Gemini/Scorpio/Capricorn (ALL CAPS PUBLISHING) gets you three poets—Shay Caroline Simmons, Kelli Simpson and Joy Ann Jones—in one volume, so if quantity matters to you, you’ve got it here. All three poets are outstanding, all three are blogging poets—among the best you will find on the web.
Shay Caroline Simmons’ Blogger moniker is Fireblossom, an apt name for a poet as dynamic as she is, often flashing a fearsome wit in poems that explore a variety of formal options regarding line length, spacing and punctuation. “Let’s fuck as if our lives depend upon it,” she writes in Love Poem in Extremis, “Because they do, sweetheart, / They do.” Simmons writes on a razor’s edge, daring you to cut yourself as you read.
Take my hand.
I’ll lead, just this once, light as a draught horse,
and you, Darling,
why, you will follow down stage
like a pretty hearse,
driverless and sinking
through the brittle ice and into obscurity.
—Shay Caroline Simmons, Carmencarrion
Calling on Cerberus and succubi and challenging a culture of male machismo, Simmons reserves her tenderness for working girls and gypsy girls, but it is a tenderness tempered by fire. The narrator of Keeping Tigers recounts the difficulty not only of keeping tigers but more importantly of living amongst others while tigers rage inside. The pacing of the ravenous beasts becomes conflated with the narrator’s mad hunger for the girl next door, whose beautiful pet bird was killed by the tigers. And while she warns that “Beauty should never lower its guard around appetite”, she finds herself in the poem’s dreamlike denouement headed across the street, tigers in toe, to stand on the girl’s porch “like a little innocent bird, / offering her my heart like an Aztec.”
Simmons does not invite the reader into her world of rage and hunger, any more than William Burroughs invites the reader into his (which is not to suggest that a writer who does invite necessarily panders to the reader). Whether offering or obsidian knife, it seems to me the reader must choose, or else choose not to choose.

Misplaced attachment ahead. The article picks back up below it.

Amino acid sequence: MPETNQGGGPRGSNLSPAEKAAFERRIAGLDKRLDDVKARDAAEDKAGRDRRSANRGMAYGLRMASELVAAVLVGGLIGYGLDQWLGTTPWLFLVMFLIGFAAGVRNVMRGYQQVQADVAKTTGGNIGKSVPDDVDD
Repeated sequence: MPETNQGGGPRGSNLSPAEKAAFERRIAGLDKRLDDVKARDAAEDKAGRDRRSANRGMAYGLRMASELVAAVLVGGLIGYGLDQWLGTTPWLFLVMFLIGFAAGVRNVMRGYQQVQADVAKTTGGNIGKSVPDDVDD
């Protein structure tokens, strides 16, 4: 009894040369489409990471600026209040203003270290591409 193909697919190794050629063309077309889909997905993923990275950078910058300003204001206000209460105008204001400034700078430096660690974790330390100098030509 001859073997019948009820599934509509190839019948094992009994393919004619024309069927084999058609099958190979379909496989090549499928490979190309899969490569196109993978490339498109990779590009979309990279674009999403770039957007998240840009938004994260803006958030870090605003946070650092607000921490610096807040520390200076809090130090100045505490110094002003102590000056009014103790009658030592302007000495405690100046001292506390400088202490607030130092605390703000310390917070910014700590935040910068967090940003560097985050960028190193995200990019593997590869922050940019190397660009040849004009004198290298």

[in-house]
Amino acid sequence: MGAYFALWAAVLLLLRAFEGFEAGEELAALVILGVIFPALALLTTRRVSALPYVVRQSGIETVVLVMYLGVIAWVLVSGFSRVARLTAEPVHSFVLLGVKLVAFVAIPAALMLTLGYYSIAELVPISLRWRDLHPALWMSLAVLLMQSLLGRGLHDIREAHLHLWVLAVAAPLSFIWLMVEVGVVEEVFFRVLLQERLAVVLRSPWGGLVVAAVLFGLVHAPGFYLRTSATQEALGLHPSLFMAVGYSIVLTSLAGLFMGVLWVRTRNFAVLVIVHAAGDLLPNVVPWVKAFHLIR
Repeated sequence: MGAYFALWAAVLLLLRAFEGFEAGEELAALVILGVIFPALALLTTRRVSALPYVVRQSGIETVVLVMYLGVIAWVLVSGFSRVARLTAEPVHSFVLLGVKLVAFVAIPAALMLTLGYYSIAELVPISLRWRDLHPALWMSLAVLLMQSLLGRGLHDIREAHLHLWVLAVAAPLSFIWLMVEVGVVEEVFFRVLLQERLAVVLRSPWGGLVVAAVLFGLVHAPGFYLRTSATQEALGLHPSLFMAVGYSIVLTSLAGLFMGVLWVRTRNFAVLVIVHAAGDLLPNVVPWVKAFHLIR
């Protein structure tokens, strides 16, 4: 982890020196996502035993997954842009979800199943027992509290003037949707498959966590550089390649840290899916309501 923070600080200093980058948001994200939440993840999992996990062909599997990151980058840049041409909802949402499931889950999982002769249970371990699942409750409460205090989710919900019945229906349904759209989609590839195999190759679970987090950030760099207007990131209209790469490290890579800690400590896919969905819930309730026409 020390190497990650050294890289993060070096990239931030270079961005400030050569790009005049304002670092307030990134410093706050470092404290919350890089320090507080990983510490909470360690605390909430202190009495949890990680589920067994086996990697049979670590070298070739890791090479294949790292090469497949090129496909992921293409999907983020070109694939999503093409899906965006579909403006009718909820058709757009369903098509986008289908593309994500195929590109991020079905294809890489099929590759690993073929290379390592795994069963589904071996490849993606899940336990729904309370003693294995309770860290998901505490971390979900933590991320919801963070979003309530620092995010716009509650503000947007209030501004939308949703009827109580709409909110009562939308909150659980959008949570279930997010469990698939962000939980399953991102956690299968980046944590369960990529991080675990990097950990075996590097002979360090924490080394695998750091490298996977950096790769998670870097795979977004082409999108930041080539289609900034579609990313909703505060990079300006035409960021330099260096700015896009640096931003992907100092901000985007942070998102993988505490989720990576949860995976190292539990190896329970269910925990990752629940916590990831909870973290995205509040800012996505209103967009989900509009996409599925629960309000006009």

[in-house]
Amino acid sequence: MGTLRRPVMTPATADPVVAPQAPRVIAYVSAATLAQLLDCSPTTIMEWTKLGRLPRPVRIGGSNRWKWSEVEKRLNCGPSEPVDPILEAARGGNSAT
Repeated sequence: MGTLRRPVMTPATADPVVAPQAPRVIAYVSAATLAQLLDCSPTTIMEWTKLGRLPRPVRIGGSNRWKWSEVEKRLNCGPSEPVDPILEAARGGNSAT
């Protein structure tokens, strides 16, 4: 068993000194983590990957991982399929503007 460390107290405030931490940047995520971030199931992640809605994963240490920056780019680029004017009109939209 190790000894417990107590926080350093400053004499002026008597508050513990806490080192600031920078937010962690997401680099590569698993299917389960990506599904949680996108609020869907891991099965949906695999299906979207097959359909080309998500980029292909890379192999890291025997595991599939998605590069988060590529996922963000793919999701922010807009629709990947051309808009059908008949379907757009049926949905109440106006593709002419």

Kelli Simpson excels at concise poetic pearls, saying just enough while suggesting—and this I admire—the supreme importance of what lies outside the poem. Her Blogger name is Mama Zen, and how appropriate it is.
I’m the method and the measure
between the girl who eats the apple
and the girl who bakes the pie.
—Kelli Simpson, Miss D’Meanor
Poet/Mother contains only six lines, but they are two intertwined texts of three lines each, the one evoking a poetic vision, dreamy and cosmic while the other calls a mother’s focus to the all-consuming sight of a child in the street. In Walk the poet is apparently addressing a loved one, declaring that she has others for any words she may wish to say, “But I have only you / for what I leave unsaid.”
Your Zen moment, in Simpson’s poems, is to realize that the world outside the poem is what matters, the paradox being that the message must be conveyed in a pearl of a text.
For me the gem of this collection are the poems of Joy Ann Jones. I have been admiring her poems as Hedgewitch at Verse Escape for several years now and there isn’t a blogging poet I admire more. She brings knowledge of traditional verse forms together with a broad reading in world mythology and an appreciation of witchcraft into a contemporary voice rich with personal history. At its best, whether it rhymes or not, her verse sings. Stormcrow alone is worth the price of this book. Here is the first stanza:
catch me if you can.
Circle and dive as I collapse
in a brick arpeggio,
shattering harpsichord ice bells.
Blow the thaw jazzed as a discord
down from the burning brass horn
of your craw.
Set your ebonyblue wings acrawl, wind
moonpock shadows on my shoulders,
your gaze a crackling smoke
of black wildflowers
flamed in the wickered willow
of your yellow eye.
—Joy Ann Jones, Stormcrow
In A Remedy For Memory Jones provides a witch’s recipe, parts of which, at least, actually sound doable:
When the fruit is full, scoop out
the innards, then pierce it a mouth with
the sharpened legbone of
an old doe who
stumbled at the last ditch.
Let this dry in October sun.
—Joy Ann Jones, A Remedy For Memory
One can see in these two samples Jones’ surprising use of portmanteaus, the musical possibilities of word-sound combinations and a careful measuring of lines. She is among the most musical of contemporary poets. She gives us two versions of Deadlight. Here is a comparison of the first stanzas:
We walked together, your fetch and I
under a dry black moon
in a milk wet sky.
We walked together
in black moon weather
your fetch and I under a milk wet sky.
She has the same quality that makes Hart Crane and Samuel Beckett two of my favorite writers: an ability to construct language that I read aloud for the pleasure of its sound alone. I would heartily welcome more books by Joy Ann Jones, reserving a special spot for them on my poetry shelf.
All three poets in Gemini/Scorpio/Capricorn are very strong, each in their own ways, and in the case of Jones the work soars. I can’t recommend this book enough.